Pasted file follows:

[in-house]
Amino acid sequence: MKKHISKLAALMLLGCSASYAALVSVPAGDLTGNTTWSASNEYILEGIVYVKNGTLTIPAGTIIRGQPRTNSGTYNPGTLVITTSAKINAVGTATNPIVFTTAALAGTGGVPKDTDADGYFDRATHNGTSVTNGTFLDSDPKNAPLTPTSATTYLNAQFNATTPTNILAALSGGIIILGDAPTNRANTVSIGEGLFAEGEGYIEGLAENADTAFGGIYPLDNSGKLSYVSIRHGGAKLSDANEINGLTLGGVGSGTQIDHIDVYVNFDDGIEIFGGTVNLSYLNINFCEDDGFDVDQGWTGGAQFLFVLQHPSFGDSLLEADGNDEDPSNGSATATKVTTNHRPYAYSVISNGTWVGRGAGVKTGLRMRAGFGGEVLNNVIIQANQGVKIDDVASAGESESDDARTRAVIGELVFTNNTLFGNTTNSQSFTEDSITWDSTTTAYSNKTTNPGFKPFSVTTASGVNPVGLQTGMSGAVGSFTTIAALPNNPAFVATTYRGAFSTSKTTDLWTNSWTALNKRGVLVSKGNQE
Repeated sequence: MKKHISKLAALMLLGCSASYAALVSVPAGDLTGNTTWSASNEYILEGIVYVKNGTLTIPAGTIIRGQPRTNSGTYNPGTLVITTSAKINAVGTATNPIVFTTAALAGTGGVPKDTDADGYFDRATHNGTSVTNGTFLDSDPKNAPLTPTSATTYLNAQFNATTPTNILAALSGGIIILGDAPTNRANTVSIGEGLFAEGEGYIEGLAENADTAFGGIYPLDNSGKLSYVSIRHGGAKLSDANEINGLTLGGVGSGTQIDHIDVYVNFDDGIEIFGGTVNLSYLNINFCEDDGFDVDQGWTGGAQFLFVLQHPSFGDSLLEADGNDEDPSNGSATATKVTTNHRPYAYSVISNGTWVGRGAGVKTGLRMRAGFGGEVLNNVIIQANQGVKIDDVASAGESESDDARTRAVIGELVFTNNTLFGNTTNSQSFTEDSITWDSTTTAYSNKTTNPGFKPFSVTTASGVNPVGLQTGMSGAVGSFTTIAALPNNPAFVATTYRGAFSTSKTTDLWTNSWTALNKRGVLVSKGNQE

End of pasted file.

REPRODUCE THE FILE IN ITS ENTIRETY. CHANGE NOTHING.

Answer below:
[in-house]
Amino acid sequence: MKKHISKLAALMLLGCSASYAALVSVPAGDLTGNTTWSASNEYILEGIVYVKNGTLTIPAGTIIRGQPRTNSGTYNPGTLVITTSAKINAVGTATNPIVFTTAALAGTGGVPKDTDADGYFDRATHNGTSVTNGTFLDSDPKNAPLTPTSATTYLNAQFNATTPTNILAALSGGIIILGDAPTNRANTVSIGEGLFAEGEGYIEGLAENADTAFGGIYPLDNSGKLSYVSIRHGGAKLSDANEINGLTLGGVGSGTQIDHIDVYVNFDDGIEIFGGTVNLSYLNINFCEDDGFDVDQGWTGGAQFLFVLQHPSFGDSLLEADGNDEDPSNGSATATKVTTNHRPYAYSVISNGTWVGRGAGVKTGLRMRAGFGGEVLNNVIIQANQGVKIDDVASAGESESDDARTRAVIGELVFTNNTLFGNTTNSQSFTEDSITWDSTTTAYSNKTTNPGFKPFSVTTASGVNPVGLQTGMSGAVGSFTTIAALPNNPAFVATTYRGAFSTSKTTDLWTNSWTALNKRGVLVSKGNQE
Repeated sequence: MKKHISKLAALMLLGCSASYAALVSVPAGDLTGNTTWSASNEYILEGIVYVKNGTLTIPAGTIIRGQPRTNSGTYNPGTLVITTSAKINAVGTATNPIVFTTAALAGTGGVPKDTDADGYFDRATHNGTSVTNGTFLDSDPKNAPLTPTSATTYLNAQFNATTPTNILAALSGGIIILGDAPTNRANTVSIGEGLFAEGEGYIEGLAENADTAFGGIYPLDNSGKLSYVSIRHGGAKLSDANEINGLTLGGVGSGTQIDHIDVYVNFDDGIEIFGGTVNLSYLNINFCEDDGFDVDQGWTGGAQFLFVLQHPSFGDSLLEADGNDEDPSNGSATATKVTTNHRPYAYSVISNGTWVGRGAGVKTGLRMRAGFGGEVLNNVIIQANQGVKIDDVASAGESESDDARTRAVIGELVFTNNTLFGNTTNSQSFTEDSITWDSTTTAYSNKTTNPGFKPFSVTTASGVNPVGLQTGMSGAVGSFTTIAALPNNPAFVATTYRGAFSTSKTTDLWTNSWTALNKRGVLVSKGNQE